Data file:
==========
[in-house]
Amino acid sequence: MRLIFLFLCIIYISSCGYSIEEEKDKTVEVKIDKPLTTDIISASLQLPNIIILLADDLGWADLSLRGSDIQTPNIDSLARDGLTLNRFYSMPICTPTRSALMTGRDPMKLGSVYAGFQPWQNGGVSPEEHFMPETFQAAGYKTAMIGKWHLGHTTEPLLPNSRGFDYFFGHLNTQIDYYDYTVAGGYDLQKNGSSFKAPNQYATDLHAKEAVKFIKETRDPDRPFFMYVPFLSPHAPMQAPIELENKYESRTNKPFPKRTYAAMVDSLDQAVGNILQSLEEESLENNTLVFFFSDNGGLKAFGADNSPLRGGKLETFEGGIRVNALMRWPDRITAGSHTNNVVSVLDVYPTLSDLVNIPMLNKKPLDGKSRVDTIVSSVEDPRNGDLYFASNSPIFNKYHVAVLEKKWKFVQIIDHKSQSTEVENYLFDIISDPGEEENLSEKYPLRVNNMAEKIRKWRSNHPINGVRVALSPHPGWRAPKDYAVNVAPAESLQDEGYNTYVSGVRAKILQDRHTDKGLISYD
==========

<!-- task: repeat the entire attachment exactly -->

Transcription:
[in-house]
Amino acid sequence: MRLIFLFLCIIYISSCGYSIEEEKDKTVEVKIDKPLTTDIISASLQLPNIIILLADDLGWADLSLRGSDIQTPNIDSLARDGLTLNRFYSMPICTPTRSALMTGRDPMKLGSVYAGFQPWQNGGVSPEEHFMPETFQAAGYKTAMIGKWHLGHTTEPLLPNSRGFDYFFGHLNTQIDYYDYTVAGGYDLQKNGSSFKAPNQYATDLHAKEAVKFIKETRDPDRPFFMYVPFLSPHAPMQAPIELENKYESRTNKPFPKRTYAAMVDSLDQAVGNILQSLEEESLENNTLVFFFSDNGGLKAFGADNSPLRGGKLETFEGGIRVNALMRWPDRITAGSHTNNVVSVLDVYPTLSDLVNIPMLNKKPLDGKSRVDTIVSSVEDPRNGDLYFASNSPIFNKYHVAVLEKKWKFVQIIDHKSQSTEVENYLFDIISDPGEEENLSEKYPLRVNNMAEKIRKWRSNHPINGVRVALSPHPGWRAPKDYAVNVAPAESLQDEGYNTYVSGVRAKILQDRHTDKGLISYD